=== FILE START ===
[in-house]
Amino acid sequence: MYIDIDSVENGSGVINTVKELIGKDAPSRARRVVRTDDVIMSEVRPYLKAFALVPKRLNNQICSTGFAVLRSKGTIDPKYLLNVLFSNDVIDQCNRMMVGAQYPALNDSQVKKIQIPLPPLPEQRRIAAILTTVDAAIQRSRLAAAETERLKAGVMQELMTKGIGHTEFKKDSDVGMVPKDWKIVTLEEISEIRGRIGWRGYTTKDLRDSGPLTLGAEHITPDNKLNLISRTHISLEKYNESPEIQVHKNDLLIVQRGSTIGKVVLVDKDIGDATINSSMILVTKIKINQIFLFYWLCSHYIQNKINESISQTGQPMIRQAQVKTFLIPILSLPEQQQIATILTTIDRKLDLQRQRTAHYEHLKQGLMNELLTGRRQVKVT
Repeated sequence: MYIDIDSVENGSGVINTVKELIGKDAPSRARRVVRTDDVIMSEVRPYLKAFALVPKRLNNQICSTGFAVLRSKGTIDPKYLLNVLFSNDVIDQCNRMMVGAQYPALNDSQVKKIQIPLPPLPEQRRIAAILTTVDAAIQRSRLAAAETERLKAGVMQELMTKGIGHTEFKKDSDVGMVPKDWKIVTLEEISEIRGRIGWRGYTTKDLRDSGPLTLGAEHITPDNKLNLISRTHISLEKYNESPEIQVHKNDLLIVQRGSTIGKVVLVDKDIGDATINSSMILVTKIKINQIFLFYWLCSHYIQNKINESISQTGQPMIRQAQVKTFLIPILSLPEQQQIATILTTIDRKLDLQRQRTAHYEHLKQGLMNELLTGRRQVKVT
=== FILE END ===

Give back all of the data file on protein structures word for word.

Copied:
[in-house]
Amino acid sequence: MYIDIDSVENGSGVINTVKELIGKDAPSRARRVVRTDDVIMSEVRPYLKAFALVPKRLNNQICSTGFAVLRSKGTIDPKYLLNVLFSNDVIDQCNRMMVGAQYPALNDSQVKKIQIPLPPLPEQRRIAAILTTVDAAIQRSRLAAAETERLKAGVMQELMTKGIGHTEFKKDSDVGMVPKDWKIVTLEEISEIRGRIGWRGYTTKDLRDSGPLTLGAEHITPDNKLNLISRTHISLEKYNESPEIQVHKNDLLIVQRGSTIGKVVLVDKDIGDATINSSMILVTKIKINQIFLFYWLCSHYIQNKINESISQTGQPMIRQAQVKTFLIPILSLPEQQQIATILTTIDRKLDLQRQRTAHYEHLKQGLMNELLTGRRQVKVT
Repeated sequence: MYIDIDSVENGSGVINTVKELIGKDAPSRARRVVRTDDVIMSEVRPYLKAFALVPKRLNNQICSTGFAVLRSKGTIDPKYLLNVLFSNDVIDQCNRMMVGAQYPALNDSQVKKIQIPLPPLPEQRRIAAILTTVDAAIQRSRLAAAETERLKAGVMQELMTKGIGHTEFKKDSDVGMVPKDWKIVTLEEISEIRGRIGWRGYTTKDLRDSGPLTLGAEHITPDNKLNLISRTHISLEKYNESPEIQVHKNDLLIVQRGSTIGKVVLVDKDIGDATINSSMILVTKIKINQIFLFYWLCSHYIQNKINESISQTGQPMIRQAQVKTFLIPILSLPEQQQIATILTTIDRKLDLQRQRTAHYEHLKQGLMNELLTGRRQVKVT